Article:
Scott says he's open to individual bills on disaster relief aid
Washington — Republican Sen. Rick Scott of Florida declined to criticize former President Donald Trump's recent comments attacking Senate Minority Leader Mitch McConnell, arguing the former president was talking about the harmful effects of inflation on low-income families when he claimed McConnell has a "death wish" after supporting a short-term government funding bill.
In an interview with "Face the Nation," Scott was asked if he would rebuke the recent remarks from Trump and Republican Rep. Marjorie Taylor Greene of Georgia targeting McConnell and Democrats given the level of divisiveness in the country and threats against elected officials. Scott, who is the chair of the Senate Republican's campaign arm, said political leaders should focus on how to "bring everybody together."
"What I believe what President Trump was talking about is the fact that we can't keep spending money," Scott said. "We're going to hurt our poorest families the most with this reckless Democrat spending and we've got to stop it. We can't cave into their spending."
In a post to his social media platform Truth Social on Friday night, Trump criticized McConnell for voting in support of a stopgap bill to fund the federal government through mid-December, claiming the Kentucky Republican has a "death wish." Trump also made a disparaging comment about Elaine Chao, McConnell's wife who also served as Trump's secretary of transportation, writing he "must immediately seek help and advise from his China loving wife, Coco Chow!"
Asked whether he condones Trump's incendiary comment, Scott said the former president often gives other people nicknames.
"He gives people nicknames. I'm sure he has a nickname for me," the Florida Republican said. "So you can ask him what he means by his nicknames, what I want to make sure is what I can do. I can try my best to bring people together, and I'm going to try to bring people together."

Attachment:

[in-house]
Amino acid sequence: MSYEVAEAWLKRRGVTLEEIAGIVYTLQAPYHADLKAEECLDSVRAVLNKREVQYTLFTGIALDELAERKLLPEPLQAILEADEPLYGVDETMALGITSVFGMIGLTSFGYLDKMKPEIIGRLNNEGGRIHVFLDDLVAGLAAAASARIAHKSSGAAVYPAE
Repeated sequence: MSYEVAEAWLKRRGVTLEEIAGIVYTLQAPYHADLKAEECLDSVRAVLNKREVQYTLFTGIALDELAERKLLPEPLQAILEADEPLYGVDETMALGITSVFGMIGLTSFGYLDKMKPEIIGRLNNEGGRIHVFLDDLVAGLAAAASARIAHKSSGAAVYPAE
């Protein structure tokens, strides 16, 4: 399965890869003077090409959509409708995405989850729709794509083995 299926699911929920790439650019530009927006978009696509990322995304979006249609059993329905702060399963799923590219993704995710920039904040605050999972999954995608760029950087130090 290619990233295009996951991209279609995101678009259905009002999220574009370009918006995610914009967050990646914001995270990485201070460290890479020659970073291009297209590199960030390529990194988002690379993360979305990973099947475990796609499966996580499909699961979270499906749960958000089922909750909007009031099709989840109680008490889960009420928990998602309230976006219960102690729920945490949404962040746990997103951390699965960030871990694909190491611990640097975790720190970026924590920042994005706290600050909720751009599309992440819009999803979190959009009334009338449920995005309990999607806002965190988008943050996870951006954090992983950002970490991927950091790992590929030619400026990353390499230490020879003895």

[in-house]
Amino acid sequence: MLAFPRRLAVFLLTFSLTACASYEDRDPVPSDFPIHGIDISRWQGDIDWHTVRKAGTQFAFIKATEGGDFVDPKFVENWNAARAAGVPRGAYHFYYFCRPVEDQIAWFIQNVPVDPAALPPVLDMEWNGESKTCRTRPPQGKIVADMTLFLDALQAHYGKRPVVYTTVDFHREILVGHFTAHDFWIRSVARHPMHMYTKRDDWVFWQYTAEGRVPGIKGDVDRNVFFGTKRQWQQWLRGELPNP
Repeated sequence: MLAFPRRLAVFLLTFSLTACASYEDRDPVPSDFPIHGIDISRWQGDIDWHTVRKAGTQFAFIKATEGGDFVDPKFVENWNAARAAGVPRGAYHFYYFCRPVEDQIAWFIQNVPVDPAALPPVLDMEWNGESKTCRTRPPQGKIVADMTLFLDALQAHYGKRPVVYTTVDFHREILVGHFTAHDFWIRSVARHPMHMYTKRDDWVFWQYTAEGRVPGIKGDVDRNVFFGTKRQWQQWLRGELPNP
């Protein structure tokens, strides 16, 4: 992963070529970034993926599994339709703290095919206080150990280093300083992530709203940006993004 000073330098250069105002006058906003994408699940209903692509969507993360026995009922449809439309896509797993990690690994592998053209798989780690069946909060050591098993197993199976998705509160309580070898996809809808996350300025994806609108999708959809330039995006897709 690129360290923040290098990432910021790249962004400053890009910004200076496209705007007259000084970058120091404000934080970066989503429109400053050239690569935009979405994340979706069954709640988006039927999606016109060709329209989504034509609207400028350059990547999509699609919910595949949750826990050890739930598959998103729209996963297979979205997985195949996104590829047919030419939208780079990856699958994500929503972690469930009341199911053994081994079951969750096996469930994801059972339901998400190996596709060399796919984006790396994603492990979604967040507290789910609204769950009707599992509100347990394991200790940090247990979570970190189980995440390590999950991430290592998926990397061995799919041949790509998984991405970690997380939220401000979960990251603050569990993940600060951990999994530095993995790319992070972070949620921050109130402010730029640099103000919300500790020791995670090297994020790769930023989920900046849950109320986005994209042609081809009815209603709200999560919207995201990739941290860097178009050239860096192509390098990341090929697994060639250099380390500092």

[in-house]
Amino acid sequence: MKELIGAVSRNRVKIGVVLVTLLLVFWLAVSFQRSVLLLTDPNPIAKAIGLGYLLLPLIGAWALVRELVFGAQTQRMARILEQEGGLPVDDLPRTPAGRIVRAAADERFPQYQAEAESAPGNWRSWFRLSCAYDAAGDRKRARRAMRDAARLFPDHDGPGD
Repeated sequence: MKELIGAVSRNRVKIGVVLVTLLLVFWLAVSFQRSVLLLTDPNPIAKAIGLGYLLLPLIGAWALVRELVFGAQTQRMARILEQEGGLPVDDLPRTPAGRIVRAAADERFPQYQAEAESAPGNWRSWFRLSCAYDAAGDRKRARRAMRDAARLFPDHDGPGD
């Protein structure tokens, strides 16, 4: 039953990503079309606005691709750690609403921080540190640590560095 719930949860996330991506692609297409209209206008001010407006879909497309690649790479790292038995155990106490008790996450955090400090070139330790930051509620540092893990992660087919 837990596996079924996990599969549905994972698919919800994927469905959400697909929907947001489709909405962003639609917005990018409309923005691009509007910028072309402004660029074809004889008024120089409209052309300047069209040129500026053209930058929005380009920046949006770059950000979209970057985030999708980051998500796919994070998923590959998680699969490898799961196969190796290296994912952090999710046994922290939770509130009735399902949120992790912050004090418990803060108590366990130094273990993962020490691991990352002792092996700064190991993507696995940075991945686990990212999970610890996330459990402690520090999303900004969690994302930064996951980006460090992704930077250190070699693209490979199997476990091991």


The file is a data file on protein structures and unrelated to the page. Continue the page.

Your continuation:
Scott also declined to directly address comments made by Greene during a rally with Trump in Michigan on Saturday. The congresswoman claimed Democrats "want Republicans dead, and they have already started the killings."
The Florida senator said he did not see Greene's comments. He then tried to turn the conversation toward remarks from Vice President Kamala Harris regarding the need for equity in the distribution of aid to those impacted by Hurricane Ian.
"I think what we got to do is we got to bring everybody together. I'd also say that vice versa, Harris said yesterday — or the day before yesterday — that, you know if you if you have a different skin color, you're going to get relief," Scott said.
When asked about Rep. Marjorie Taylor Greene’s false statement at a Trump rally in Michigan that “Democrats want Republicans dead and they have already started the killings,” Sen. Rick Scott deflects and says he “tries to bring people together” and that he “hadn’t heard it.” pic.twitter.com/jCDx3VEm1j— Face The Nation (@FaceTheNation) October 2, 2022
He added later: "But it's also not helpful what the vice president says when she when she thinks that FEMA is going to treat people differently based on their skin color."
Harris said during the Democratic National Committee's Women's Leadership Forum on that the Biden administration has to provide resources "based on equity."
"It is our lowest income communities and our communities of color that are most impacted by these extreme conditions and impacted by issues that are not of their own making," she said. "We have to address this in a way that is about giving resources based on equity, understanding that we fight for equality, but we also need to fight for equity, understanding not everyone starts out at the same place."
Scott, though, said the Federal Emergency Management Agency (FEMA), which administers assistance to those affected, "has to be colorblind."
"FEMA has to provide support to everybody," he said.
In a separate interview on "Face the Nation," FEMA Administrator Deanne Criswell said she is focused on removing barriers to accessing the agency's programs for all who need relief in the wake of natural disasters.
"These people that need our help the most are going to be able to access the help that we offer. I know that the vice President and the president, they share the same values," she said. "And again, I was on the ground Friday and Saturday, and I committed to the governor then that we are going to provide assistance to all Floridians because we know that there are people that are just completely devastated from the storm. We are going to be there to support everybody that needs help."
Criswell said FEMA's programs support "everybody."
"I believe some of the things the vice president was talking about are the long-term recovery and rebuilding these communities to be able to withstand disasters, so they can have less impact," she continued. "We're going to support all communities. I committed that to the governor, I commit to you right here that all Floridians are going to be able to get the help that is available to them through our programs."
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